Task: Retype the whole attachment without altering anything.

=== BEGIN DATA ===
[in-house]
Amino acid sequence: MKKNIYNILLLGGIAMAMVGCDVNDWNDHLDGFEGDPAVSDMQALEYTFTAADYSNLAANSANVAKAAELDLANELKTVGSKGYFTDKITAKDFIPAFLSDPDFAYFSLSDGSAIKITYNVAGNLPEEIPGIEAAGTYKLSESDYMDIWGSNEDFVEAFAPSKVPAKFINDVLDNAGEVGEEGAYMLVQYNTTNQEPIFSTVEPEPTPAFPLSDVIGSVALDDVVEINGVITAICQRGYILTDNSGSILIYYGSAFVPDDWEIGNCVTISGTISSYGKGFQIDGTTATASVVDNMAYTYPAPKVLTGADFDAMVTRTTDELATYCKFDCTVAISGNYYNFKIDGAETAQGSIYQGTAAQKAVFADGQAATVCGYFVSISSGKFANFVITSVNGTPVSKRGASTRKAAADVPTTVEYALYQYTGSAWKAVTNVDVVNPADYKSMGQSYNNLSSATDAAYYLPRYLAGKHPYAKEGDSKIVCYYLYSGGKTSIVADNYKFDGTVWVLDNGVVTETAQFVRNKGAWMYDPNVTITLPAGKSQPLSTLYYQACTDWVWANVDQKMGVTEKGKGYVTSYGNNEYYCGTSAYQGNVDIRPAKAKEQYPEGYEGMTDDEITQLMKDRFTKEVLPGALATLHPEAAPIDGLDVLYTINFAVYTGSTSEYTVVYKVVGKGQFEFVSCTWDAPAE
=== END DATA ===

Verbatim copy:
[in-house]
Amino acid sequence: MKKNIYNILLLGGIAMAMVGCDVNDWNDHLDGFEGDPAVSDMQALEYTFTAADYSNLAANSANVAKAAELDLANELKTVGSKGYFTDKITAKDFIPAFLSDPDFAYFSLSDGSAIKITYNVAGNLPEEIPGIEAAGTYKLSESDYMDIWGSNEDFVEAFAPSKVPAKFINDVLDNAGEVGEEGAYMLVQYNTTNQEPIFSTVEPEPTPAFPLSDVIGSVALDDVVEINGVITAICQRGYILTDNSGSILIYYGSAFVPDDWEIGNCVTISGTISSYGKGFQIDGTTATASVVDNMAYTYPAPKVLTGADFDAMVTRTTDELATYCKFDCTVAISGNYYNFKIDGAETAQGSIYQGTAAQKAVFADGQAATVCGYFVSISSGKFANFVITSVNGTPVSKRGASTRKAAADVPTTVEYALYQYTGSAWKAVTNVDVVNPADYKSMGQSYNNLSSATDAAYYLPRYLAGKHPYAKEGDSKIVCYYLYSGGKTSIVADNYKFDGTVWVLDNGVVTETAQFVRNKGAWMYDPNVTITLPAGKSQPLSTLYYQACTDWVWANVDQKMGVTEKGKGYVTSYGNNEYYCGTSAYQGNVDIRPAKAKEQYPEGYEGMTDDEITQLMKDRFTKEVLPGALATLHPEAAPIDGLDVLYTINFAVYTGSTSEYTVVYKVVGKGQFEFVSCTWDAPAE